How the Science of Memory Seduced Joyce Carol Oates

The author speaks about scientific ethics, exploitation, her fascination with neuroscience, and her part in the PEN Charlie Hebdo controversy.

In Joyce Carol Oates’ 2015 memoir, The Lost Landscape: A Writer’s Coming of Age, the 77-year-old author frequently stresses the unreliability of memory. After introducing her deceased husband, Raymond Smith, she abruptly interrupts the narrative: “I’m sorry,” she writes, “but I am not able to write about Ray here.”

Oates returns to the unreliable memory in her new novel, The Man Without a Shadow, about an amnesiac lab subject, Elihu Hoopes (“E.H.”), whose short-term memory loss is probed by a group of prestigious neuroscientists. A bout of encephalitis fever at age 37 damaged E.H.’s brain so that he can retain only 70 seconds of information, though he remains witty, artistic, and a wizard at crossword puzzles.

To Margot Sharpe, a 24-year-old Ph.D. neuroscientist at the institute, he is also a flirt: playful and coy, he “shakes her hand in a way both courtly and caressing” when they first meet in the lab in 1965 and “leans close to Margot as if inhaling her.”

So begins their peculiar, secret love affair and, in tandem, the vertiginous ascent of Margot’s career over the decades-long “Project E.H.”

The novel is in part a manifestation of Oates having to confront her own memory and grief while writing her first memoir, A Widow’s Story: A Memoir (2011)—about the death of her first husband in 2008—and, subsequently, The Lost Landscape.

“I find it so fascinating, quite apart from my novel, how selective our memories are,” Oates told The Daily Beast, speaking by phone from Berkeley, California, where she is teaching an advanced fiction workshop at UC Berkeley this semester.

“I think we try to create plausible scenarios to try to remember what we said to someone five years ago,” Oates continued. “To be honest, I don’t remember what I talked about with people throughout a lot of my life.”

It is no coincidence that the novel centers on a community of neuroscientists: Oates is now married to Charles Gross, a neuroscientist at Princeton University (the two spend most of their time at their home in a rural area outside the university town), whose expansive science library was a reliable resource for Oates when writing the novel.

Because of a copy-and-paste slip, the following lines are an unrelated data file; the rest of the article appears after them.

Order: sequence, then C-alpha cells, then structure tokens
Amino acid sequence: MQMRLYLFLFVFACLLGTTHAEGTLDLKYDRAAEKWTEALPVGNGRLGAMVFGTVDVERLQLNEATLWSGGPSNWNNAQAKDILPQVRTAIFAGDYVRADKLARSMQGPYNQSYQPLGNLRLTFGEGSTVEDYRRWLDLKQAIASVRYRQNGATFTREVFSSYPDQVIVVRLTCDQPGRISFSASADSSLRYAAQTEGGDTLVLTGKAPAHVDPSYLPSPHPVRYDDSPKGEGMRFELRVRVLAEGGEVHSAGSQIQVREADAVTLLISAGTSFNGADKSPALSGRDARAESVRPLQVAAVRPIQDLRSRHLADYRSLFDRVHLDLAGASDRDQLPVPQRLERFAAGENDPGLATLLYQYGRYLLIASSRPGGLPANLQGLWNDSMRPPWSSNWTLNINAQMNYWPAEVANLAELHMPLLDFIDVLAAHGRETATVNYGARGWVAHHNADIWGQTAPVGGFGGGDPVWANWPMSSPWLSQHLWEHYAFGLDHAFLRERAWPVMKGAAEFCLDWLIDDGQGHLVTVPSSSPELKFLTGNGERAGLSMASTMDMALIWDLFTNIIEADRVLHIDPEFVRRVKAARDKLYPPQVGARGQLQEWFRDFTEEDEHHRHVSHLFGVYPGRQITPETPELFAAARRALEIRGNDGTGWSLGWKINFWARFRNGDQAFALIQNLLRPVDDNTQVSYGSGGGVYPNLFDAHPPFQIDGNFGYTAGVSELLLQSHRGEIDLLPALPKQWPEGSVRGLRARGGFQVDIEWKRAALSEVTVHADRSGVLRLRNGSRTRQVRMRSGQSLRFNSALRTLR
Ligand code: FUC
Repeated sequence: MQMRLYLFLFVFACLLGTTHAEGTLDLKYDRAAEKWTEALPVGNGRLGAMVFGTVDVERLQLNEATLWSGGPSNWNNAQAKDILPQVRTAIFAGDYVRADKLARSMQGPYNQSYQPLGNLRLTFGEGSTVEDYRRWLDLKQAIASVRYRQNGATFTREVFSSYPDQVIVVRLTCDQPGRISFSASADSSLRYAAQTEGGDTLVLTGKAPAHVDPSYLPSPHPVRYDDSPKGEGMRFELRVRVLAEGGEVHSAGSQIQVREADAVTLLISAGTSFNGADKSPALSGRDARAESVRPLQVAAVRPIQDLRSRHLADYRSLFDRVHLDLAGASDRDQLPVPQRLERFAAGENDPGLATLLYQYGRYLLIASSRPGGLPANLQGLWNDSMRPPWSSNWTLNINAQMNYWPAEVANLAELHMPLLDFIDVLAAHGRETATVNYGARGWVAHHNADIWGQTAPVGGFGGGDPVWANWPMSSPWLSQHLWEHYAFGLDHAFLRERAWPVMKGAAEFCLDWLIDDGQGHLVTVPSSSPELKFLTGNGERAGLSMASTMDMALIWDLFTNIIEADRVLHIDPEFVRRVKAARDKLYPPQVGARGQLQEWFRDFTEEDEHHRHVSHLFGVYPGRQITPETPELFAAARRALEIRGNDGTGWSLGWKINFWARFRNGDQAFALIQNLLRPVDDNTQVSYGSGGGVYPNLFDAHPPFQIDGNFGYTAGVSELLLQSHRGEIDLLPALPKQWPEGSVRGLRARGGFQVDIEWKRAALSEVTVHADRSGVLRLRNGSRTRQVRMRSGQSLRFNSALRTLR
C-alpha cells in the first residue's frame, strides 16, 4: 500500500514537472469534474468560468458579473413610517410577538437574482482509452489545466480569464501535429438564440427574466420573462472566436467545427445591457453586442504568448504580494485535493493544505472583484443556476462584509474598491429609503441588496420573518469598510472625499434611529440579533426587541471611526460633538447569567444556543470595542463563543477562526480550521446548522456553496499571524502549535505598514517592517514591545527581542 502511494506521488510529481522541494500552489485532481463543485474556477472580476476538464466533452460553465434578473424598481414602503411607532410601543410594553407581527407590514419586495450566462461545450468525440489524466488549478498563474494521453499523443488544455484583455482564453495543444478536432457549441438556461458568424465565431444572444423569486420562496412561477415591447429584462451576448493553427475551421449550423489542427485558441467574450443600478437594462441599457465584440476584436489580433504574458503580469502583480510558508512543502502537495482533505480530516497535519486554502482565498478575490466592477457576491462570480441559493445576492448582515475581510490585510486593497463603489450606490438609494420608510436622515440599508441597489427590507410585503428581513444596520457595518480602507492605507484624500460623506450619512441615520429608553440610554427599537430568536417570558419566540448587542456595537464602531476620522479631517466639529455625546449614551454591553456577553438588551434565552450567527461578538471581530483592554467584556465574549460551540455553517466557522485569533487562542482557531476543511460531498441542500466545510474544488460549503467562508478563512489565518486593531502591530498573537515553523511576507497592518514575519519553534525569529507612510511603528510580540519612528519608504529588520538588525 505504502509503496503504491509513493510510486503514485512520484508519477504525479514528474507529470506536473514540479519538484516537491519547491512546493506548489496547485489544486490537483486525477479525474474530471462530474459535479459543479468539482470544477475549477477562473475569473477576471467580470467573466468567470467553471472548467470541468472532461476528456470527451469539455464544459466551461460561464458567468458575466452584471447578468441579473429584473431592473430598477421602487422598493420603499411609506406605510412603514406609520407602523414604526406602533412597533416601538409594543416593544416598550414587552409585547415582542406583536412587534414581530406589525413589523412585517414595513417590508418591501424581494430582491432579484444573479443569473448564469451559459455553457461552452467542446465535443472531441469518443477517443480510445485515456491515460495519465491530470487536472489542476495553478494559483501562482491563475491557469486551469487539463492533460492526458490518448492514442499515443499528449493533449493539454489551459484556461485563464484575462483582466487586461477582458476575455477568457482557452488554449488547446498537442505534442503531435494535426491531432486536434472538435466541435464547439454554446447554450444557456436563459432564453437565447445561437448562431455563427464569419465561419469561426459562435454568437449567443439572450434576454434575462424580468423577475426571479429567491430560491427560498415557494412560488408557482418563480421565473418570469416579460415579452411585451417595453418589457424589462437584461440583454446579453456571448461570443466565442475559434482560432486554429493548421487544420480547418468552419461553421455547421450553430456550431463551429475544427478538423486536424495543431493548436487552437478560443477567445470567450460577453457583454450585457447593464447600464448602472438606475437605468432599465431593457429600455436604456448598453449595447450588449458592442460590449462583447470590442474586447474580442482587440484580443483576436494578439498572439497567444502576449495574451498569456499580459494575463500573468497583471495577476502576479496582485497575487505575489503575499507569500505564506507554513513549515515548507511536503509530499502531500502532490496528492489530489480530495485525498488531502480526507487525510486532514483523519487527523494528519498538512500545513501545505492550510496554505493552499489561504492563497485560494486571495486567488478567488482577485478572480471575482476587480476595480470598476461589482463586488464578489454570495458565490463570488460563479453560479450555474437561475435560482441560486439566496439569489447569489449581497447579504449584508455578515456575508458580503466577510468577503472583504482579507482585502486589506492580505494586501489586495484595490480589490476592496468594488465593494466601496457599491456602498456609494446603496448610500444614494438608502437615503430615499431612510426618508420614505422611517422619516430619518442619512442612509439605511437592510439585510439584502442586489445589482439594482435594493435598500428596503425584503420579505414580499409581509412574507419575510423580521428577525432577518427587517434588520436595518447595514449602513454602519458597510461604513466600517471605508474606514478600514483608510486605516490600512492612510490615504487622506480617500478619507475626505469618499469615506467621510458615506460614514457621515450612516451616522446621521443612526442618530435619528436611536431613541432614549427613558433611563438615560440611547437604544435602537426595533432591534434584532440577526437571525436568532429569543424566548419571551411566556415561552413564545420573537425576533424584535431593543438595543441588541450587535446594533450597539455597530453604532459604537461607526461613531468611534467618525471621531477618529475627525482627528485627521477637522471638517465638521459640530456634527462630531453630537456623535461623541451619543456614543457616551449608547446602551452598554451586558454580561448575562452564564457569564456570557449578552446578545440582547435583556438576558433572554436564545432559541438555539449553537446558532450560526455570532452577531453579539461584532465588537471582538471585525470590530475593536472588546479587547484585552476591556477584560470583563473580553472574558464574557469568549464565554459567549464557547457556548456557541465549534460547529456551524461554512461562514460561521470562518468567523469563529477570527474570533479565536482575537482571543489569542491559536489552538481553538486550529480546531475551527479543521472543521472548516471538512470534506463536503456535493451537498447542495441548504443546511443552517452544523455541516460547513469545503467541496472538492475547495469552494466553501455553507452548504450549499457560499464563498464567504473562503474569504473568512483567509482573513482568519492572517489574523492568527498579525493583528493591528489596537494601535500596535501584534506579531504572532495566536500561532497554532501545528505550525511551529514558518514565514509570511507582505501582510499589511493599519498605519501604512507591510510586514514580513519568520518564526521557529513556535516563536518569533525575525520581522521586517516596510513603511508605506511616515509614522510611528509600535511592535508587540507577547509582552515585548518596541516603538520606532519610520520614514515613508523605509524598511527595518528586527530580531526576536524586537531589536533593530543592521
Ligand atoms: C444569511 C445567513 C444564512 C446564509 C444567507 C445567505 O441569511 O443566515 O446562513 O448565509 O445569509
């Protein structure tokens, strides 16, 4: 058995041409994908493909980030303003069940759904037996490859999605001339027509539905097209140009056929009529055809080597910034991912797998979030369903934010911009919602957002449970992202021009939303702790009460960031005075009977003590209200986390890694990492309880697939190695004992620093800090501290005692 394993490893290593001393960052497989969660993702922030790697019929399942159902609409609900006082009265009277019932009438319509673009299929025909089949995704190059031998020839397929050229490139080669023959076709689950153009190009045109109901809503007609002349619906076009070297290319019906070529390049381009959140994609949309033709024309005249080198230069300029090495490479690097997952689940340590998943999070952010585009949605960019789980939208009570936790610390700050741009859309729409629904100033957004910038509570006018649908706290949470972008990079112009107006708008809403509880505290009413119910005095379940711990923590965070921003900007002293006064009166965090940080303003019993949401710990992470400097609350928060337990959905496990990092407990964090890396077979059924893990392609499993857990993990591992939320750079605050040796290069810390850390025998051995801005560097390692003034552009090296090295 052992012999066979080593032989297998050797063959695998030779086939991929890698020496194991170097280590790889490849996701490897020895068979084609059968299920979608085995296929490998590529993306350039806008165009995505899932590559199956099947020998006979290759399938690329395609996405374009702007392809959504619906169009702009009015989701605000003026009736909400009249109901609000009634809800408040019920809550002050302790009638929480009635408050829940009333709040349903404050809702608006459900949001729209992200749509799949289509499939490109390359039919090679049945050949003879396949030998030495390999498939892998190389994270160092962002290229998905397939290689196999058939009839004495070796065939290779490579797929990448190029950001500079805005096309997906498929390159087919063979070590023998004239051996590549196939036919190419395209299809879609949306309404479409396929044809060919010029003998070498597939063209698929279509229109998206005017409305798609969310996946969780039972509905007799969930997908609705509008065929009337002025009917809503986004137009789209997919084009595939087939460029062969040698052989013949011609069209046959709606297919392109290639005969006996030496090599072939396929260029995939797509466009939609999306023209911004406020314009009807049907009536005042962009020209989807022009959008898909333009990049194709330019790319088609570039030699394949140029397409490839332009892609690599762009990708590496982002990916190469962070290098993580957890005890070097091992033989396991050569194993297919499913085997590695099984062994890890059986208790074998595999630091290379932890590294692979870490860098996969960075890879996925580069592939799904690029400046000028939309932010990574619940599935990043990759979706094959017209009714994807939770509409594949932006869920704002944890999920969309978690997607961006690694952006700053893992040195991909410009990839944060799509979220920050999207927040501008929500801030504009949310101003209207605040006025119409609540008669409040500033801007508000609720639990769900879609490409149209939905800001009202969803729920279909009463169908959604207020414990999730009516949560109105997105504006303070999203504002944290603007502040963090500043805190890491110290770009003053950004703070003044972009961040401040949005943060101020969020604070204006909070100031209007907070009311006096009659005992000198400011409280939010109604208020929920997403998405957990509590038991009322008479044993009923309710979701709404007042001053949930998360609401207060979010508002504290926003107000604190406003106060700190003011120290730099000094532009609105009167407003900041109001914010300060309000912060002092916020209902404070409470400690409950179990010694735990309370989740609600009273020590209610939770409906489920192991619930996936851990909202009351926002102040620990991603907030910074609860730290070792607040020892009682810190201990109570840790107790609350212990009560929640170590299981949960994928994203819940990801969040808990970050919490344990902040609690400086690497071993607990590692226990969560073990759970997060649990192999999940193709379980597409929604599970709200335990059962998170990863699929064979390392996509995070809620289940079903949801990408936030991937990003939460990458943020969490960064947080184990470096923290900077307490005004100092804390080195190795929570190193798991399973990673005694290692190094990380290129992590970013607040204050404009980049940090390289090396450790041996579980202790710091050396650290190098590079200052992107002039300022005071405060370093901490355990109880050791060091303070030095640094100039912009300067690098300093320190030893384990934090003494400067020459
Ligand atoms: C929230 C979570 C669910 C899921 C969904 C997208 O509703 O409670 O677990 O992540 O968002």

Gross himself was a resource as well: He read a first and final draft of the novel and “saw that the science was correct, which was very important to me,” Oates said.

Oates’s writing is particularly penetrating when fictionalizing the stories of real-life people, as she did with Marilyn Monroe in Blonde.

Her latest novel was inspired by a well-known amnesiac in the neuroscience community: a man known as H.M., whom Gross worked with. He is also the subject of neuroscientist Suzanne Corkin’s Permanent Present Tense: The Unforgettable Life of the Amnesiac Patient, H.M.

Oates said she was intrigued by the way that scientists view the world and their experiments “as the consequence of causes and events, whereas writers and artists are more focused on the sensuousness of the world and the way things look.”

Get The Beast In Your Inbox!

Daily Digest

Start and finish your day with the top stories from The Daily Beast.

Cheat Sheet

A speedy, smart summary of all the news you need to know (and nothing you don't).

By clicking “Subscribe,” you agree to have read the Terms of Use and Privacy Policy
Thank You!
You are now subscribed to the Daily Digest and Cheat Sheet. We will not share your email with anyone for any reason.